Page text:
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Scratch that. The loss of touch-sensing cells may make older skin prone to itching.


Why getting old gives you itchy skin

Getting old can be a real itch. In addition to having memory and muscle loss, many elderly people develop supersensitive skin that gets itchy at the lightest touch. Scientists don’t know what causes this miserable condition, called alloknesis, or how to treat it. Now, however, a study in mice has revealed a counterintuitive mechanism for the disorder: a loss of pressure-sensing cells in the skin. Although the findings have yet to be replicated in humans, the study raises the possibility that boosting the function of these cells could treat chronic itch in people, both young and old.

Chronic itch is different from chemical itch, which occurs when the immune system reacts to a foreign substance, such as oil from a poison oak leaf or saliva in a mosquito bite. Instead, chronic—or mechanical—itch is usually triggered by light pressure, such as the brush of fibers from a sweater. The condition is maddening, and when people repeatedly scratch their fragile, dry skin, it can lead to major health problems, including infections, says study author Hongzhen Hu, an anesthesiology researcher at the Washington University School of Medicine in St. Louis, Missouri.

Like people, mice visibly itch more with age. To find out why, Hu and colleagues used a hair-thin nylon filament to apply a precise amount of pressure to a patch of shaved skin on young and old rodents’ necks. Young mice didn’t respond much to the gentle touch, but the older mice scratched furiously at the spot. Analyzing skin samples from mice of both ages, the team found that older mice had far fewer pressure-sensing Merkel cells than young mice did. The fewer Merkel cells a mouse had, the more their touch-related itch problems increased in response to the filament, the researchers report today in Science.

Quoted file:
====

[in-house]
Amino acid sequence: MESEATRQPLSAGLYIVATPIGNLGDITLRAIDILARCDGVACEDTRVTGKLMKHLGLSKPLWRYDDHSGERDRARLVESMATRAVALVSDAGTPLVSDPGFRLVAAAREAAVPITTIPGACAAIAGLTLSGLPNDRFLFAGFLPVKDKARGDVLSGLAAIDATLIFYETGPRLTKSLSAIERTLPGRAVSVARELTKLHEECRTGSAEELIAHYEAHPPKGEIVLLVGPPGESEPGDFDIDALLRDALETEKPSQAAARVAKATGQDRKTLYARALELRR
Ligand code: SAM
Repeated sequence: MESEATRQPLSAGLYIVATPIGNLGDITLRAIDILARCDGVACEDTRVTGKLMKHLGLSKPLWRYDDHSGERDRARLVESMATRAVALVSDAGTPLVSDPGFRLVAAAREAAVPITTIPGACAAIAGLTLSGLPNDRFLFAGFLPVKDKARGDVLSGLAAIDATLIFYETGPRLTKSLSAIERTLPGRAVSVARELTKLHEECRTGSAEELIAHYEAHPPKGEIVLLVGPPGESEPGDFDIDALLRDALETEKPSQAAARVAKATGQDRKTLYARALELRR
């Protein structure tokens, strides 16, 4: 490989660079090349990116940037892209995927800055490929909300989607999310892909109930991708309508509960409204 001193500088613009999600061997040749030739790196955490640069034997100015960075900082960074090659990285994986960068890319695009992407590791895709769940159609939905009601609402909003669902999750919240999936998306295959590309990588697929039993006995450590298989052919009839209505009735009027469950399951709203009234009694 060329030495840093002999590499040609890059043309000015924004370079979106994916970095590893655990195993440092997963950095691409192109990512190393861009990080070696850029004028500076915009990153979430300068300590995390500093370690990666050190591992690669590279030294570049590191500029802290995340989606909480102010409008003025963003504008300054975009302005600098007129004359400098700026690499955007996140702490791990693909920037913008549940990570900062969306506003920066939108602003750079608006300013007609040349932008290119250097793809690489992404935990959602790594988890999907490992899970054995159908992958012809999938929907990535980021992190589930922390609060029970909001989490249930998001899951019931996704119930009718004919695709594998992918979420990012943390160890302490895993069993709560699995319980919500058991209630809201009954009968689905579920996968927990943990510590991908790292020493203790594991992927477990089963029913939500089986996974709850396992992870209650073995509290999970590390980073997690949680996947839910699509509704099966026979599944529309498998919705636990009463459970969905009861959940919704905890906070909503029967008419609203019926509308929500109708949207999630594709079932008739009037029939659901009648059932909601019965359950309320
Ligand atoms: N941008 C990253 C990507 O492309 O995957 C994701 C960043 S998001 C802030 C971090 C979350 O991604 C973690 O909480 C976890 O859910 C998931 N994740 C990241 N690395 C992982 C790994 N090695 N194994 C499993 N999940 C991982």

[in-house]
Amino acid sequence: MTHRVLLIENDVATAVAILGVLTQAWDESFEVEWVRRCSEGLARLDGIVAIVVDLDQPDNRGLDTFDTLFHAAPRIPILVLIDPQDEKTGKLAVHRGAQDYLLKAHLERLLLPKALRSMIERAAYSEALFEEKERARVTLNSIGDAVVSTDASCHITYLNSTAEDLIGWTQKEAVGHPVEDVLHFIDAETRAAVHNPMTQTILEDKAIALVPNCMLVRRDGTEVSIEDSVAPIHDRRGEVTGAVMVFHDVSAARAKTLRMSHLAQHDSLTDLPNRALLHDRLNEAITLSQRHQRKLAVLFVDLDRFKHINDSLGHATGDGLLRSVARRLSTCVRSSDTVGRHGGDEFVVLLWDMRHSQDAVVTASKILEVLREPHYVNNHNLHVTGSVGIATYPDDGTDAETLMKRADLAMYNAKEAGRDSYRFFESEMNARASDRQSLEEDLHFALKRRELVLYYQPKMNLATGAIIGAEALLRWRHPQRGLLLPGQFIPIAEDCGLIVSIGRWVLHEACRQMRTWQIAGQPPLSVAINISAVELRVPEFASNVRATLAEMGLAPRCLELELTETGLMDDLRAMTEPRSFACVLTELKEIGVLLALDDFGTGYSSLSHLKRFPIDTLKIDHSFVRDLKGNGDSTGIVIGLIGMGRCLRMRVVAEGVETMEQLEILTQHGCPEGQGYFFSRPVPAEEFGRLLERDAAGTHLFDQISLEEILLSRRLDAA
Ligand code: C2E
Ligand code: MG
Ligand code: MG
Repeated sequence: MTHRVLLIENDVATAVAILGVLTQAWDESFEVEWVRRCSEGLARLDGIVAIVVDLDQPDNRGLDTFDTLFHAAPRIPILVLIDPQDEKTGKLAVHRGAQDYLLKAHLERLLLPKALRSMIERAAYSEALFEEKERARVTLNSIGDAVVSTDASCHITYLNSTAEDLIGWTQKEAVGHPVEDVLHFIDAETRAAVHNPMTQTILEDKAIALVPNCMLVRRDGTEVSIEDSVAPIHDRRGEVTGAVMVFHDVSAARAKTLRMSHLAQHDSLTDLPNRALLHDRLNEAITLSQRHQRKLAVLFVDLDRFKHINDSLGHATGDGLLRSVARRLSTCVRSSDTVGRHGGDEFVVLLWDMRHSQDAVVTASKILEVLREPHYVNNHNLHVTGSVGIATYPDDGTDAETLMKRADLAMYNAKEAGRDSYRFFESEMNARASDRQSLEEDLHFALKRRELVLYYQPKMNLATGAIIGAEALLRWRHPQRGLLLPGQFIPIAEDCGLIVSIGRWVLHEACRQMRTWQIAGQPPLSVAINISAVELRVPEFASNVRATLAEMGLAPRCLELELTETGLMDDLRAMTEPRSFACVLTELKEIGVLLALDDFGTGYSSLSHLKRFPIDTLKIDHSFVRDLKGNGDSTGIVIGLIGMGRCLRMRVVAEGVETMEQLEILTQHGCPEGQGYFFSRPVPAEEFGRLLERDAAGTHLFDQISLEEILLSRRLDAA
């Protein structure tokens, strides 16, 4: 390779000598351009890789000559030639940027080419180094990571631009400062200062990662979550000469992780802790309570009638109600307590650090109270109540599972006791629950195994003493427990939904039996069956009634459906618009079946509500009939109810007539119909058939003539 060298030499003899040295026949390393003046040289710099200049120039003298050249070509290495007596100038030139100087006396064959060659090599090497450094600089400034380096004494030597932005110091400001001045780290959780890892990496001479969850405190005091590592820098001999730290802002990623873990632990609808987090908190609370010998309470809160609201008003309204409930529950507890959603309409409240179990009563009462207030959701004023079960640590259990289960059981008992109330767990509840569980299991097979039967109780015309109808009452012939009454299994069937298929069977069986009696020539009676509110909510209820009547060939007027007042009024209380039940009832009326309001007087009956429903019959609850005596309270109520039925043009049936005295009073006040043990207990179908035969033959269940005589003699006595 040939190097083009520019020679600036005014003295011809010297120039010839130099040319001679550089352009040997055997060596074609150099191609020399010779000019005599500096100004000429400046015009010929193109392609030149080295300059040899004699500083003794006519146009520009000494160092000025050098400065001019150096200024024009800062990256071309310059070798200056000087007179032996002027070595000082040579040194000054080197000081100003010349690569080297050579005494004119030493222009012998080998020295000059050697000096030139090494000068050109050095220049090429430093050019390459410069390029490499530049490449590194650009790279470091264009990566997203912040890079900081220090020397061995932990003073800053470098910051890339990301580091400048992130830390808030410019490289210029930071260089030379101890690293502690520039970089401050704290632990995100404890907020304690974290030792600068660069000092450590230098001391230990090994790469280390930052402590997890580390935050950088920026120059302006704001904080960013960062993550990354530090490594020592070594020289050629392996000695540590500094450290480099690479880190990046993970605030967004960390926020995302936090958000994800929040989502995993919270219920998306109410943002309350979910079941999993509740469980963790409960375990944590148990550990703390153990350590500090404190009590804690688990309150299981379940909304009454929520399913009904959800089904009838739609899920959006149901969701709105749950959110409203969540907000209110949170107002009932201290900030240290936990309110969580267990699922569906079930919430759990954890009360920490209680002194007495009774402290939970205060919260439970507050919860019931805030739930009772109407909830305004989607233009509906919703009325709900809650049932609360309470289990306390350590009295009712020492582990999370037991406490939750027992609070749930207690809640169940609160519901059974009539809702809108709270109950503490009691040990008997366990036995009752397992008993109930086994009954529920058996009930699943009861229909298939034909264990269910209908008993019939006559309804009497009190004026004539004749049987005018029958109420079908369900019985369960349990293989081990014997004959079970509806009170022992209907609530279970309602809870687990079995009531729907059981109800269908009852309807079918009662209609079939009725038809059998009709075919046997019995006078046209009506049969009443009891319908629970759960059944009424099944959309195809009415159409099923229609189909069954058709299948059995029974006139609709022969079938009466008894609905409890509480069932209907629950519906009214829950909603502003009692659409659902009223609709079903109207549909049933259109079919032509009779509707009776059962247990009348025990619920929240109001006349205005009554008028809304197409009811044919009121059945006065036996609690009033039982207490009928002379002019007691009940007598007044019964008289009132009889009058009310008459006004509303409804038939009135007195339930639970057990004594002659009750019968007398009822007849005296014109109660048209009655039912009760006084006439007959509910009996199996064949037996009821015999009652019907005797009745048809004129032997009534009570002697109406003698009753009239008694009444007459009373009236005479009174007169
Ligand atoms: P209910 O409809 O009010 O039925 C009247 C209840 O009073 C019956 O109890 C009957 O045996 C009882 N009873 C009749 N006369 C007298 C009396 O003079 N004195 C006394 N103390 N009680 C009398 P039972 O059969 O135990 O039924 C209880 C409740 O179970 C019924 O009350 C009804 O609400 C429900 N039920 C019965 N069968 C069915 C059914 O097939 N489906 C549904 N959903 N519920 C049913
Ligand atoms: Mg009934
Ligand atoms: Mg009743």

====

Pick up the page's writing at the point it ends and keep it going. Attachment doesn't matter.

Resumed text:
Next, the team tested how young mice genetically engineered to lack Merkel cells would respond to the nylon fiber. They scratched with fervor, confirming that the Merkel cells were necessary to put a brake on the itchy sensations. They also boosted the activity of Merkel cells that had been genetically engineered to fire when exposed to a chemical called clozapine N-oxide, and found that it reduced scratching in mice with an itchy skin condition. The finding suggests that increasing Merkel cell activity could help treat alloknesis in people, the team writes.

Past studies have shown that Merkel cells in the skin are reduced in elderly people and people with dry skin conditions. Hu and colleagues are now analyzing skin biopsies from human patients with touch-related itch problems to determine whether their Merkel cells are also depleted. The study “nicely explains why people with dry skin conditions or [the elderly] tend to have elevated itch sensitivity,” says Xinzhong Dong, a neuroscientist at Johns Hopkins University in Baltimore, Maryland, who was not involved in the study.

Still unresolved, however, is the question of where the mechanical itch signals come from in the first place, notes Mark Hoon, a neuroscientist at the National Institute of Dental and Craniofacial Research in Bethesda, Maryland. Although the evidence suggests Merkel cells help tamp down mechanical itch, the mechanism for producing the signals is still not clear, he says. “One is left wondering how it all fits together.”